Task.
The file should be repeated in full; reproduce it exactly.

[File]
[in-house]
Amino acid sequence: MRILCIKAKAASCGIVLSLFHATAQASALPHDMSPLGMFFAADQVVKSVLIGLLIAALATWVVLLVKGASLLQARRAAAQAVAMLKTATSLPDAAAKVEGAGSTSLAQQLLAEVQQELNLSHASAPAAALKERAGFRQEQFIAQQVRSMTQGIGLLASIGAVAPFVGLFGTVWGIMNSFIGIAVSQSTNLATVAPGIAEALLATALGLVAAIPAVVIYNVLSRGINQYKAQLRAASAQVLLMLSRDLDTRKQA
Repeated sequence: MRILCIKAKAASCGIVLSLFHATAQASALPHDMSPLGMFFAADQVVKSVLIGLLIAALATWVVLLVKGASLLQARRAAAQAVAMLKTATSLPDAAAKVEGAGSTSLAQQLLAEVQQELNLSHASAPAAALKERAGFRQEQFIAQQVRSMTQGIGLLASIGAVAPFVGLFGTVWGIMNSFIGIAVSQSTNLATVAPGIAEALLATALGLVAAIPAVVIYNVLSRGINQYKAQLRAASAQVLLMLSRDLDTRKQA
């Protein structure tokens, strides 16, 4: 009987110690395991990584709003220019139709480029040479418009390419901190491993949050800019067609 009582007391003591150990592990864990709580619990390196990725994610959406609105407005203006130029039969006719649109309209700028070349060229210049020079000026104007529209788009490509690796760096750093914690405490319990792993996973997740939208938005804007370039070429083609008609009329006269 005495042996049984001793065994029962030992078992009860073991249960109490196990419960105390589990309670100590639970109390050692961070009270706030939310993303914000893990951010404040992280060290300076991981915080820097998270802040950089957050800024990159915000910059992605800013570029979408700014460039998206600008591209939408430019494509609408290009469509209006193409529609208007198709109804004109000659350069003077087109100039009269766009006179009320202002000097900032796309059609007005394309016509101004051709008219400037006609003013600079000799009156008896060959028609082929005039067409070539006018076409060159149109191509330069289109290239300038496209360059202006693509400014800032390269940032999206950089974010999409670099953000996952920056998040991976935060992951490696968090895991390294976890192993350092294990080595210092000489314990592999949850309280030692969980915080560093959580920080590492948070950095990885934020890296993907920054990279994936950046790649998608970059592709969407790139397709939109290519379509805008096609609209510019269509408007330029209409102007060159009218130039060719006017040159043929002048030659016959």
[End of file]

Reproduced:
[in-house]
Amino acid sequence: MRILCIKAKAASCGIVLSLFHATAQASALPHDMSPLGMFFAADQVVKSVLIGLLIAALATWVVLLVKGASLLQARRAAAQAVAMLKTATSLPDAAAKVEGAGSTSLAQQLLAEVQQELNLSHASAPAAALKERAGFRQEQFIAQQVRSMTQGIGLLASIGAVAPFVGLFGTVWGIMNSFIGIAVSQSTNLATVAPGIAEALLATALGLVAAIPAVVIYNVLSRGINQYKAQLRAASAQVLLMLSRDLDTRKQA
Repeated sequence: MRILCIKAKAASCGIVLSLFHATAQASALPHDMSPLGMFFAADQVVKSVLIGLLIAALATWVVLLVKGASLLQARRAAAQAVAMLKTATSLPDAAAKVEGAGSTSLAQQLLAEVQQELNLSHASAPAAALKERAGFRQEQFIAQQVRSMTQGIGLLASIGAVAPFVGLFGTVWGIMNSFIGIAVSQSTNLATVAPGIAEALLATALGLVAAIPAVVIYNVLSRGINQYKAQLRAASAQVLLMLSRDLDTRKQA
């Protein structure tokens, strides 16, 4: 009987110690395991990584709003220019139709480029040479418009390419901190491993949050800019067609 009582007391003591150990592990864990709580619990390196990725994610959406609105407005203006130029039969006719649109309209700028070349060229210049020079000026104007529209788009490509690796760096750093914690405490319990792993996973997740939208938005804007370039070429083609008609009329006269 005495042996049984001793065994029962030992078992009860073991249960109490196990419960105390589990309670100590639970109390050692961070009270706030939310993303914000893990951010404040992280060290300076991981915080820097998270802040950089957050800024990159915000910059992605800013570029979408700014460039998206600008591209939408430019494509609408290009469509209006193409529609208007198709109804004109000659350069003077087109100039009269766009006179009320202002000097900032796309059609007005394309016509101004051709008219400037006609003013600079000799009156008896060959028609082929005039067409070539006018076409060159149109191509330069289109290239300038496209360059202006693509400014800032390269940032999206950089974010999409670099953000996952920056998040991976935060992951490696968090895991390294976890192993350092294990080595210092000489314990592999949850309280030692969980915080560093959580920080590492948070950095990885934020890296993907920054990279994936950046790649998608970059592709969407790139397709939109290519379509805008096609609209510019269509408007330029209409102007060159009218130039060719006017040159043929002048030659016959």